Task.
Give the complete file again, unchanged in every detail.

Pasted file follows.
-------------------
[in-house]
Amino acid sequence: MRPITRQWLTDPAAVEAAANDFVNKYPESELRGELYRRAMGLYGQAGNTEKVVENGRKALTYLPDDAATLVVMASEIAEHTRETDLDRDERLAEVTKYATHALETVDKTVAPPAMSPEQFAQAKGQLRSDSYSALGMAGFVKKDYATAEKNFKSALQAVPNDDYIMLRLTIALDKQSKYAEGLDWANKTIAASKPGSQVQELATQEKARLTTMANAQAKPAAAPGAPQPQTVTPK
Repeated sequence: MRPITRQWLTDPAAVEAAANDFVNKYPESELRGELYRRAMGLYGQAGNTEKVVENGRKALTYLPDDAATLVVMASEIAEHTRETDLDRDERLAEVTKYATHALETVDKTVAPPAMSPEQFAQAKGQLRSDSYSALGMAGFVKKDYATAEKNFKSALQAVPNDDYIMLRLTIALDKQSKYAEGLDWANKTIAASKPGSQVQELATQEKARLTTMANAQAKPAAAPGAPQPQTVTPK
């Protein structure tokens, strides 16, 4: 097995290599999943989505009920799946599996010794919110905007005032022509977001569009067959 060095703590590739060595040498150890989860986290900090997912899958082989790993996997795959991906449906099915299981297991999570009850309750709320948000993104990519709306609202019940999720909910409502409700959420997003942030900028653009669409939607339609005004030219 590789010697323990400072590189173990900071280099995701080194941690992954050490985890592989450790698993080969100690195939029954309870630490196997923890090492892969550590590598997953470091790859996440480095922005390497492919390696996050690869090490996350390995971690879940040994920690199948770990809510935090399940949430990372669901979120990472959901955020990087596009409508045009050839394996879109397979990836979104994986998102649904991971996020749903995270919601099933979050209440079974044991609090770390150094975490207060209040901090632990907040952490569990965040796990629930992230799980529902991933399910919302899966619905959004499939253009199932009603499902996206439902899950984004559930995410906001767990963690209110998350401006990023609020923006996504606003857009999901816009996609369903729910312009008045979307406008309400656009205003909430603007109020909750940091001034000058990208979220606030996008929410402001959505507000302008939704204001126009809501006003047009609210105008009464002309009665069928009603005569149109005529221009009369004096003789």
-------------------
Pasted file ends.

[in-house]
Amino acid sequence: MRPITRQWLTDPAAVEAAANDFVNKYPESELRGELYRRAMGLYGQAGNTEKVVENGRKALTYLPDDAATLVVMASEIAEHTRETDLDRDERLAEVTKYATHALETVDKTVAPPAMSPEQFAQAKGQLRSDSYSALGMAGFVKKDYATAEKNFKSALQAVPNDDYIMLRLTIALDKQSKYAEGLDWANKTIAASKPGSQVQELATQEKARLTTMANAQAKPAAAPGAPQPQTVTPK
Repeated sequence: MRPITRQWLTDPAAVEAAANDFVNKYPESELRGELYRRAMGLYGQAGNTEKVVENGRKALTYLPDDAATLVVMASEIAEHTRETDLDRDERLAEVTKYATHALETVDKTVAPPAMSPEQFAQAKGQLRSDSYSALGMAGFVKKDYATAEKNFKSALQAVPNDDYIMLRLTIALDKQSKYAEGLDWANKTIAASKPGSQVQELATQEKARLTTMANAQAKPAAAPGAPQPQTVTPK
């Protein structure tokens, strides 16, 4: 097995290599999943989505009920799946599996010794919110905007005032022509977001569009067959 060095703590590739060595040498150890989860986290900090997912899958082989790993996997795959991906449906099915299981297991999570009850309750709320948000993104990519709306609202019940999720909910409502409700959420997003942030900028653009669409939607339609005004030219 590789010697323990400072590189173990900071280099995701080194941690992954050490985890592989450790698993080969100690195939029954309870630490196997923890090492892969550590590598997953470091790859996440480095922005390497492919390696996050690869090490996350390995971690879940040994920690199948770990809510935090399940949430990372669901979120990472959901955020990087596009409508045009050839394996879109397979990836979104994986998102649904991971996020749903995270919601099933979050209440079974044991609090770390150094975490207060209040901090632990907040952490569990965040796990629930992230799980529902991933399910919302899966619905959004499939253009199932009603499902996206439902899950984004559930995410906001767990963690209110998350401006990023609020923006996504606003857009999901816009996609369903729910312009008045979307406008309400656009205003909430603007109020909750940091001034000058990208979220606030996008929410402001959505507000302008939704204001126009809501006003047009609210105008009464002309009665069928009603005569149109005529221009009369004096003789």